TOKYO, AUG. 31 -- Ruling and opposition party leaders agreed today on a draft of a new constitution for South Korea, taking an important step toward democracy after years of military and authoritarian rule.
The constitution, which must be approved by the National Assembly and by the public at a referendum, would permit the election of a president by direct popular vote late this year. This was the key demand of protesters whose street demonstrations shook the nation in June. It would be the first genuinely contested election since 1971.
The agreement today came after a month of negotiations between four leading politicians from the ruling Democratic Justice Party and four from the Reunification Democratic Party, the principal opposition group. The leaders of the two parties, Roh Tae Woo and Kim Young Sam, respectively, are expected to meet later this week.
Talks had stalled previously on several issues, including the opposition's desire to lower the voting age to 18 or 19. The ruling party prevailed in that dispute, leaving the age at 20.
But the opposition won on several important points, including limiting the president's power to declare martial law and ending his power to dissolve parliament. Both were considered key issues in a nation whose leaders have repeatedly responded to political challenges with repression.
Leaders of both parties were eager to complete the negotiations in order to persuade voters that they are committed to rapid democratization. They also wanted to show progress this week as students return to the universities.
Student protests that had strong middle-class backing forced the government to agree in June to direct elections to replace the present electoral college system. This prompted the drafting of a new constitution. Many diplomats and politicians in Seoul have said that middle-class support for future demonstrations may depend on how quickly politicians seem to be moving forward.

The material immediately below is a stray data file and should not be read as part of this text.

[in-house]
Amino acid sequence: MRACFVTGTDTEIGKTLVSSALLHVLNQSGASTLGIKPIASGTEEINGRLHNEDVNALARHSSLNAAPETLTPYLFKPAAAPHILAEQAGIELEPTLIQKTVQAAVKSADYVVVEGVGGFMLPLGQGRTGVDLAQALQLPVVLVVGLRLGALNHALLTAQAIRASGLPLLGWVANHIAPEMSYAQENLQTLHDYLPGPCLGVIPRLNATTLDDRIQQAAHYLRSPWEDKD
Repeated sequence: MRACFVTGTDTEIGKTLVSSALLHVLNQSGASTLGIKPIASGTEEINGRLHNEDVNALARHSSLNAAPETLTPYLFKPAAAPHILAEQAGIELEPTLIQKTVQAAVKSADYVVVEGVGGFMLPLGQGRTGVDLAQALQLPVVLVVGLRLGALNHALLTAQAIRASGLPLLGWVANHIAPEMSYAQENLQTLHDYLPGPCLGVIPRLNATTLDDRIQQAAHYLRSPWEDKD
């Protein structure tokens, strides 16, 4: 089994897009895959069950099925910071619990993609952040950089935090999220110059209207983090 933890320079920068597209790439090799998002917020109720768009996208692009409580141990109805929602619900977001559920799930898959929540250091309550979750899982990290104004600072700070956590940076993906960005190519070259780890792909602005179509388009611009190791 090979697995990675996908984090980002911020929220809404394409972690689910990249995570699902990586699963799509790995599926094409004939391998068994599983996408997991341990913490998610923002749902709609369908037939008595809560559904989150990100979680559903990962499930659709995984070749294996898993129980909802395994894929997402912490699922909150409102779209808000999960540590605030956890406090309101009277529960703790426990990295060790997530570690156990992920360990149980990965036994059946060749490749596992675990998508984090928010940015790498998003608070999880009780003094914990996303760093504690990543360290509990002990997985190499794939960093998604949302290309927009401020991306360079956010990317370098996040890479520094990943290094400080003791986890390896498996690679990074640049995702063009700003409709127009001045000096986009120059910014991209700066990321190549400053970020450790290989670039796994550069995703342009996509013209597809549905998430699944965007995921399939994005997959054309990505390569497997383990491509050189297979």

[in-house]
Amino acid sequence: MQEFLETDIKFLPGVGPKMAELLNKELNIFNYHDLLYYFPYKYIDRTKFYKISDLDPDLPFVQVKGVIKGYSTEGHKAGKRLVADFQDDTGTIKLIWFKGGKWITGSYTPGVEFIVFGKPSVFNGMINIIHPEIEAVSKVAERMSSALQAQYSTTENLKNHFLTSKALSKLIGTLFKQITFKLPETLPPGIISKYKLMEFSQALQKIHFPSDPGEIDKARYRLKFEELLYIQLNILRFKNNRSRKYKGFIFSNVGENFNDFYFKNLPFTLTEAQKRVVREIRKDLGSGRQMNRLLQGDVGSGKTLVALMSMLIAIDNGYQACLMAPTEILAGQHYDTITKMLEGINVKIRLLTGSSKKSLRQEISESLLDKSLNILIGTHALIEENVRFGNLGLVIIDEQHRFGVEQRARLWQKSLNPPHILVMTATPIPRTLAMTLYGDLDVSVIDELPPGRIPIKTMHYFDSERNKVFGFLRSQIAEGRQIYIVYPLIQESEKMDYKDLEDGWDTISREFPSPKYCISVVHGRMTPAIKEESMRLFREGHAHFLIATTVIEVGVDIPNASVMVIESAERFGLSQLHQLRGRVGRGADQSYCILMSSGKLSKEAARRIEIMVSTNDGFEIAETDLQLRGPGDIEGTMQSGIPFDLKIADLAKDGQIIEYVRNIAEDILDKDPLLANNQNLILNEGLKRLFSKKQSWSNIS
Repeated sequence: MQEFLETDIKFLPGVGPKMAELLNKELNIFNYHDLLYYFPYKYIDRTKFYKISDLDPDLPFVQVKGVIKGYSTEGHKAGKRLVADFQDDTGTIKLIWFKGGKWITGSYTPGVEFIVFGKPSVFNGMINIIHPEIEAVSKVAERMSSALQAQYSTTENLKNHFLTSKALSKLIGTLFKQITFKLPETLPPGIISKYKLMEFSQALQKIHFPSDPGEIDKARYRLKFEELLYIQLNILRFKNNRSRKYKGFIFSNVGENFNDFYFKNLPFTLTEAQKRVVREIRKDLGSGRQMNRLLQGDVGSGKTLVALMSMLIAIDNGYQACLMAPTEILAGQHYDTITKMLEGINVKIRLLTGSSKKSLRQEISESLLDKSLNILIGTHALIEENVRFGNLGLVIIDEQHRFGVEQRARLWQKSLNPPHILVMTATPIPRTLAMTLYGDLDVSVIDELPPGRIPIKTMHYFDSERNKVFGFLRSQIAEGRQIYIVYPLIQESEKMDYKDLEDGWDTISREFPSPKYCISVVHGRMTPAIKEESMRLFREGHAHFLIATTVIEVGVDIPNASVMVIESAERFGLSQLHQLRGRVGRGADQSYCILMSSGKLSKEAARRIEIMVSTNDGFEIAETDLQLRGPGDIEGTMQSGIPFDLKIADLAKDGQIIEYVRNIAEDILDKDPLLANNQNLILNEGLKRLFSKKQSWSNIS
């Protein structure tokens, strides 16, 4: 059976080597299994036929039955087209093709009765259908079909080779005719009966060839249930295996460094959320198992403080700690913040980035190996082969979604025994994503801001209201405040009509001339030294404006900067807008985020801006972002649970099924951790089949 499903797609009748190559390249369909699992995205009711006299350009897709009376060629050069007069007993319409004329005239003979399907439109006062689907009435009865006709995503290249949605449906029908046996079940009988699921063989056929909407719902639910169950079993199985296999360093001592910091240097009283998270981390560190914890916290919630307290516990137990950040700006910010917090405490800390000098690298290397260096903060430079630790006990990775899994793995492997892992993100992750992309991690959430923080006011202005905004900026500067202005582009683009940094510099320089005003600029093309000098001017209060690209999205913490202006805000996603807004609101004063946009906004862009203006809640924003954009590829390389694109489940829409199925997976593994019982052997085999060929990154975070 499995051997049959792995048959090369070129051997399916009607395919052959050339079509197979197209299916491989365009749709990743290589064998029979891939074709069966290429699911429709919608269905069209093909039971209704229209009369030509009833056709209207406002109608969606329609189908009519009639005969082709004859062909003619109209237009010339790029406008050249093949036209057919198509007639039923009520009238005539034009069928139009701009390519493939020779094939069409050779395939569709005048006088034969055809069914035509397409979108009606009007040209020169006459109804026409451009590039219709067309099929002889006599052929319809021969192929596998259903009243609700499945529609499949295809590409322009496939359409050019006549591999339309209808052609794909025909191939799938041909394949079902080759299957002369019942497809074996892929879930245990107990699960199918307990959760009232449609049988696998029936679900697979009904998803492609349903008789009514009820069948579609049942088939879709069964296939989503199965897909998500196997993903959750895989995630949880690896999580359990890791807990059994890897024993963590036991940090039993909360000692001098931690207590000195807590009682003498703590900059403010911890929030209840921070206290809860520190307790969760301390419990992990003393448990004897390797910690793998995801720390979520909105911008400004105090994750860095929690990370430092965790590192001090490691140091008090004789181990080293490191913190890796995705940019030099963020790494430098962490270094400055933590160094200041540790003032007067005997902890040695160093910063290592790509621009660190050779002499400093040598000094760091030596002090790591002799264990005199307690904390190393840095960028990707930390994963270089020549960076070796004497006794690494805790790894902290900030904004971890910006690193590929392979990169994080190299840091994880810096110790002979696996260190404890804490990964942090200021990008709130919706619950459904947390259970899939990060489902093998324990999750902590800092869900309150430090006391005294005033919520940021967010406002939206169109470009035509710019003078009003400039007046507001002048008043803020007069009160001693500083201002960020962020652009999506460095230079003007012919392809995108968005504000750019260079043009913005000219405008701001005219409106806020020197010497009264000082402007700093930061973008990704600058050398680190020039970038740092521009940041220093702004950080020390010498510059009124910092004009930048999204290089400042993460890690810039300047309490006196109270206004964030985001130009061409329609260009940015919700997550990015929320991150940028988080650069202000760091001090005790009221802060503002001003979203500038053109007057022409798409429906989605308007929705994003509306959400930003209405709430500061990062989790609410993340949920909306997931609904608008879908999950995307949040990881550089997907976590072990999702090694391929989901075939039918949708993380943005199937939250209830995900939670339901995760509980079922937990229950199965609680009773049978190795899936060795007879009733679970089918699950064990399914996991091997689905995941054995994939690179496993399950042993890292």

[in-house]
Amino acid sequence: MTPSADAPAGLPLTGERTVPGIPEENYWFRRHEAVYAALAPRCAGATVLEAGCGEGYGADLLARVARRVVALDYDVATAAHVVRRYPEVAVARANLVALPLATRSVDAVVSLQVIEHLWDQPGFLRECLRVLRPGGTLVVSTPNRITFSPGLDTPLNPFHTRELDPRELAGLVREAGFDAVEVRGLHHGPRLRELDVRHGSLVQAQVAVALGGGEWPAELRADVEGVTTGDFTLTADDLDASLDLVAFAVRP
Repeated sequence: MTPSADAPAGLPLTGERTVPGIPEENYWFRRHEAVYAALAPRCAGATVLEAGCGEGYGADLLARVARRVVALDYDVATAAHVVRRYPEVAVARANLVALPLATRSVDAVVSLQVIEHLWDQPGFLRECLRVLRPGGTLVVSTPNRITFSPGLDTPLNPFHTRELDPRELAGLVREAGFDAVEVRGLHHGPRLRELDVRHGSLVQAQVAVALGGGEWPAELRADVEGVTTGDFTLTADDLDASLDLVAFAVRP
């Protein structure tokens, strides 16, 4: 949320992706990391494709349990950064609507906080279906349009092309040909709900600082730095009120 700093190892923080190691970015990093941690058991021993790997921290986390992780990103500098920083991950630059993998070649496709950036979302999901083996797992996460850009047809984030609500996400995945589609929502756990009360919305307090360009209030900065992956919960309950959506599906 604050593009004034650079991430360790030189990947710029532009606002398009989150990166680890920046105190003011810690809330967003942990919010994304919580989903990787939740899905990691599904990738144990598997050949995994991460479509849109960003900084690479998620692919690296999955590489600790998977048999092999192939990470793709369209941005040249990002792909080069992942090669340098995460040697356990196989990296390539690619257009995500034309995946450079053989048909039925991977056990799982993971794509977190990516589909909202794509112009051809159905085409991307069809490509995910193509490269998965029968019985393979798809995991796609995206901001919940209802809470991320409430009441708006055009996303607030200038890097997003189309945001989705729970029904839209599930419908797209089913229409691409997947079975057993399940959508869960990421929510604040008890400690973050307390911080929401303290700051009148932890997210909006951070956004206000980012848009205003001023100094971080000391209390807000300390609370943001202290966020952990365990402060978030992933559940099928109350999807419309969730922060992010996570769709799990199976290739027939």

"The main thing is to realize the election," said Park Yong Man, an opposition party negotiator. "In order to make the election a reality, we've had to make whatever concessions are necessary. That's why we even had to compromise on voting age."
Leaders also hope the draft will help quell labor unrest, which has affected more than 2,000 companies this summer. The new constitution would guarantee the right to form unions, to bargain collectively and, for most employes, to strike.
In the latest such dispute, representatives of 14,000 company-employed taxi drivers in Seoul voted to strike Tuesday. Police said the strike could disrupt traffic, since 15 percent of Seoul commuters use taxis, and might spark violence between striking drivers and more than 24,000 owner-drivers who are expected to keep working.
Politicians also want a new constitution because at this moment each side believes it can win an election, one western diplomat said.
"Both sides want to play the game, so they have to agree on the rules," he said.
Other features of the draft constitution include: A pledge of military neutrality in politics, as the opposition demanded, but not spelled out in the preamble, a concession to the ruling party; A single five-year term for the president, with no vice president. The opposition wanted a U.S.-style system with two four-year terms and a two-person ticket, but the draft more closely approaches the ruling party proposal to replace the single seven-year term required by the 1980 constitution with a single six-year term and no vice president.
The preamble does not include a tribute to civilians killed by soldiers during a 1980 uprising in Kwangju. The ruling party had opposed such a reference.
The government dropped its insistence that presidential candidates be resident in South Korea for the five years preceding the election. This requirement would have eliminated opposition leader and recent exile Kim Dae Jung as a candidate.
Politicians hope that a National Assembly committee can draft exact language by Sept. 10, paving the way for parliamentary approval and a referendum in early October. That would allow a presidential election in mid-December.Special correspondent Young Ho Lee contributed to this story.